Everyone knew David Wright‘s playing days ended with his dramatic final game in New York last fall. Today, however, the Mets made it official: they have released Wright. They simultaneously announced that he will assume a new role with the club as Special Advisor to Mets COO Jeff Wilpon.
There had been a delay in this as the Mets and their insurer have been hashing out how to deal with the money still owed Wright, but those are behind the scenes details. What matters now is that he is no longer a player, even on paper, and his stated desire to remain with the Mets in a meaningful capacity has been fulfilled.
How much influence and authority he will have in a front office helmed by new GM Brodie Van Wagnenen and, as always, overseen by the Wilpons, is unclear, but he will definitely be a Met going forward.
Ken Rosenthal of The Athletic reports that the Angels and reliever Cody Allen are in agreement on a one-year contract, pending a physical. The value of the contract is not yet known.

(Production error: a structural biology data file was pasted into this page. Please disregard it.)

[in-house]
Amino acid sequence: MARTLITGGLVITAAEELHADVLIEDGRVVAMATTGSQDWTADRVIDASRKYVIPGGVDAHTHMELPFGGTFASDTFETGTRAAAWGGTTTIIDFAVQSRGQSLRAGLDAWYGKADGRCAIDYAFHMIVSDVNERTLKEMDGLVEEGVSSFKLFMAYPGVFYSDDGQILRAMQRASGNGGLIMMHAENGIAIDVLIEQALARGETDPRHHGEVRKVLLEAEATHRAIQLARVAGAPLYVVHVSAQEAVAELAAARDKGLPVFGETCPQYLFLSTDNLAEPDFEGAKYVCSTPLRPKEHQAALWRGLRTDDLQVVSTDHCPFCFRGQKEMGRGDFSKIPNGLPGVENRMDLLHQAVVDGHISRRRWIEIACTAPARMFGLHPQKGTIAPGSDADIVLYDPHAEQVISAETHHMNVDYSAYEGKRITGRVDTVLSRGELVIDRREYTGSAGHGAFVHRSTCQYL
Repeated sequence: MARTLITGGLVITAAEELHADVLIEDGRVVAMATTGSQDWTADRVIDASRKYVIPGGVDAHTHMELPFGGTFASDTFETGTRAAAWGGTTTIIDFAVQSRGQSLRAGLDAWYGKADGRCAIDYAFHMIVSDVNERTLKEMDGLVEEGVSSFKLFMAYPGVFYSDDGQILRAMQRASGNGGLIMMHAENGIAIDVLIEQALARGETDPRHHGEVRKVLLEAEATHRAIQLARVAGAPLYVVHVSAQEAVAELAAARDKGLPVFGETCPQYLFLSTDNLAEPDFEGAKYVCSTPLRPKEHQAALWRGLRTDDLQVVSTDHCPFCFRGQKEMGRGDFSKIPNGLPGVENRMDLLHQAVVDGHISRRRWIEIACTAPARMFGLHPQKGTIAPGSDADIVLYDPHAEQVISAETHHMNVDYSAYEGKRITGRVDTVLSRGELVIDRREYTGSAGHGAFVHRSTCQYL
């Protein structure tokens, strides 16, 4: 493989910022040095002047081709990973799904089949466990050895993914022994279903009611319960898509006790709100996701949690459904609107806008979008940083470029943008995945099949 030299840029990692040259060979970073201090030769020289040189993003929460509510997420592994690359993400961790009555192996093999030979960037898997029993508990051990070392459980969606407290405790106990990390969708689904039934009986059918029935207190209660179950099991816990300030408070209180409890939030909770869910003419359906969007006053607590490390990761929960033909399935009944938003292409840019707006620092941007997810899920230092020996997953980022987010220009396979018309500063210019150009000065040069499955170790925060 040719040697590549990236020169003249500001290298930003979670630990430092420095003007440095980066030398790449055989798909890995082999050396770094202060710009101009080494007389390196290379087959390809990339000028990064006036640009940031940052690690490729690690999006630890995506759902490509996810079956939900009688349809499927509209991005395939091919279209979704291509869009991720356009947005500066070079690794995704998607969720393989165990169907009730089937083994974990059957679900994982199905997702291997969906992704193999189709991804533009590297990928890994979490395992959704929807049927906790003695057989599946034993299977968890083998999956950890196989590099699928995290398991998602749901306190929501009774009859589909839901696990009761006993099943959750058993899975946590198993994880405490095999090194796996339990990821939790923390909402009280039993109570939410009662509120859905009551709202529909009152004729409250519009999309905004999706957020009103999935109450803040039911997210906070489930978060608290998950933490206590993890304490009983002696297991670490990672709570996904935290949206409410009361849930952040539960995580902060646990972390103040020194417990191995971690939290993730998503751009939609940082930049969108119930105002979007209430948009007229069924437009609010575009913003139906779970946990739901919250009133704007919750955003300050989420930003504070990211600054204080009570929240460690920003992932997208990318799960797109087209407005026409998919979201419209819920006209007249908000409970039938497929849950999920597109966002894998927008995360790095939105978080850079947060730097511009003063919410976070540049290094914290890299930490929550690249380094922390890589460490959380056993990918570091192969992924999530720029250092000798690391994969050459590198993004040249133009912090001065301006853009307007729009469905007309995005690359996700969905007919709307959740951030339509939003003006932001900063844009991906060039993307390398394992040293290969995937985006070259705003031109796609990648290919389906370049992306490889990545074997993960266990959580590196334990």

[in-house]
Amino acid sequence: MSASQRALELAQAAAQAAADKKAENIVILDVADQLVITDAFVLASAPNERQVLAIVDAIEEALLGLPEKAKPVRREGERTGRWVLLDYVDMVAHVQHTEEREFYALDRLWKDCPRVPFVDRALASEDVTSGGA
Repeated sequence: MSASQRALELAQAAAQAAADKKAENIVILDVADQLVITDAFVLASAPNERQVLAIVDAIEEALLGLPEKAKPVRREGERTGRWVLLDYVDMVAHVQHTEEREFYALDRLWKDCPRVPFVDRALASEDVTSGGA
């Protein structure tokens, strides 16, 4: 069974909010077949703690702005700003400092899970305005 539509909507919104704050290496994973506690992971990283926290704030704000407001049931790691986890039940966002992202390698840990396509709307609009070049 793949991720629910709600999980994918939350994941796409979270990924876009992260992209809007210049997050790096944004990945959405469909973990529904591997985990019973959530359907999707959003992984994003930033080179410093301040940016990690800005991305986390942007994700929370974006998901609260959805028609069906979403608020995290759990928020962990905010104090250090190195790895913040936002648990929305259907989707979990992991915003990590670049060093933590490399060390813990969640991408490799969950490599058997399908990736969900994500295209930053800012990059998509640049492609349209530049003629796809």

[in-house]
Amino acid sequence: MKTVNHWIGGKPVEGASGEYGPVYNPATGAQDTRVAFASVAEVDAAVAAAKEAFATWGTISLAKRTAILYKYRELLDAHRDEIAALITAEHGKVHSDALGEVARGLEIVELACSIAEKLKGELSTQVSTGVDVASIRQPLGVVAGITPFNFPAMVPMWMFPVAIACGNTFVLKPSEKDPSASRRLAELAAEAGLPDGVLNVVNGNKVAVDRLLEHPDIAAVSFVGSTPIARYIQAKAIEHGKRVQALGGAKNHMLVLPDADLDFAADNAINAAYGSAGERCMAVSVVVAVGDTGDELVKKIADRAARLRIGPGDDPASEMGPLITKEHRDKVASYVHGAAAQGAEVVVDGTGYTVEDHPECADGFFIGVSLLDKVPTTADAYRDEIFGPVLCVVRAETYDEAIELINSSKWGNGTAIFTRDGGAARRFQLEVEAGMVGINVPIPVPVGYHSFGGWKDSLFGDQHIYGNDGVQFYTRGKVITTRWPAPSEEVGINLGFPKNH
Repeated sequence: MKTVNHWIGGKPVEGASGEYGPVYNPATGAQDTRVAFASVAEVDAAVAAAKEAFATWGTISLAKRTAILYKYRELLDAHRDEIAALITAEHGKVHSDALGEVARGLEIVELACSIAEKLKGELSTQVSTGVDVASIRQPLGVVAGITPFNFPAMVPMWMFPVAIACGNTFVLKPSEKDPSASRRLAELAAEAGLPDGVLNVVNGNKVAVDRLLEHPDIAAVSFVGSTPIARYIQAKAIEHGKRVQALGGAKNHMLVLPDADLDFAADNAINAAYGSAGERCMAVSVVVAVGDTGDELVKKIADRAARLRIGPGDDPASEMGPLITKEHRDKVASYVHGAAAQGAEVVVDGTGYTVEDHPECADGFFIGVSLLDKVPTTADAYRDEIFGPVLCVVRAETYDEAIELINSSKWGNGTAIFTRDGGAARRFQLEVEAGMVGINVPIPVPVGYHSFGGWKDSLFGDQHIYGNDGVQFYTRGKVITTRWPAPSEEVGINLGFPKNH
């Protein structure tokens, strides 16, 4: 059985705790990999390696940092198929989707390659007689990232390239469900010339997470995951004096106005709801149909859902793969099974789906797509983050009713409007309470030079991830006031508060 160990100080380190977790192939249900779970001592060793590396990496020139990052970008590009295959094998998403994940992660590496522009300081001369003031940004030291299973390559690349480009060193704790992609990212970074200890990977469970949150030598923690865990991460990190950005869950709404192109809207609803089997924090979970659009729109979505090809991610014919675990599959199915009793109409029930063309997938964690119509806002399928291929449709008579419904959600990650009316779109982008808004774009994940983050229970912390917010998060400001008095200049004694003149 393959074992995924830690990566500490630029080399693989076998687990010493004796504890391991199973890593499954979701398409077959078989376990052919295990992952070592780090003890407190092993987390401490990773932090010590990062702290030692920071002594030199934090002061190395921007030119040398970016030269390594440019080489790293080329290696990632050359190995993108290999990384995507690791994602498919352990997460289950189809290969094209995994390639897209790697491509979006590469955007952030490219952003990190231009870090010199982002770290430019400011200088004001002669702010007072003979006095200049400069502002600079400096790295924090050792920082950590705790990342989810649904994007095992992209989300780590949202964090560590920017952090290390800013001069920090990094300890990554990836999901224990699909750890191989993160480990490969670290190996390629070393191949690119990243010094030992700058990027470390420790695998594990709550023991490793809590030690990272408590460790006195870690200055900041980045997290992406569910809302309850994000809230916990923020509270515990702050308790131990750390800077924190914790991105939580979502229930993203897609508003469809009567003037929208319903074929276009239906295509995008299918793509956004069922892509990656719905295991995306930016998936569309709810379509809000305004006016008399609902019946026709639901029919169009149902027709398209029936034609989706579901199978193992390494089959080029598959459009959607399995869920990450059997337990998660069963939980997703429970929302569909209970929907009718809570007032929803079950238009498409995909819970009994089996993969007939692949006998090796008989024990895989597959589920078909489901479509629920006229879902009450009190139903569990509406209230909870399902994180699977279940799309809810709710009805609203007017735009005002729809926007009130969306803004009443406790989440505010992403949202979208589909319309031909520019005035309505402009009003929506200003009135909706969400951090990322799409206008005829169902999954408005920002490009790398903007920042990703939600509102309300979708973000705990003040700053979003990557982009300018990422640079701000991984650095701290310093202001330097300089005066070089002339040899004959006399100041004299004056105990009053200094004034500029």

Allen, 30, was looking for an opportunity to close and the Angels can certainly provide that. He will likely be the favorite to break camp as the closer. 2018 was the roughest year of his career, however, as he finished with a 4.70 ERA, 27 saves, and a 80/33 K/BB ratio in 67 innings. Among Allen’s six full seasons, his 27.7 strikeout rate and 11.4 percent walk rate represented career-worsts. FanGraphs also shows him losing nearly a full MPH on his average fastball velocity.
The Angels lost closer Keynan Middleton to Tommy John surgery early last season and he likely won’t return until the second half of the 2019 season. Blake Parker, who handled save situations in Middleton’s place, was non-tendered by the Angels in November and ended up signing with the Twins. The closer’s role is Allen’s to lose, it seems.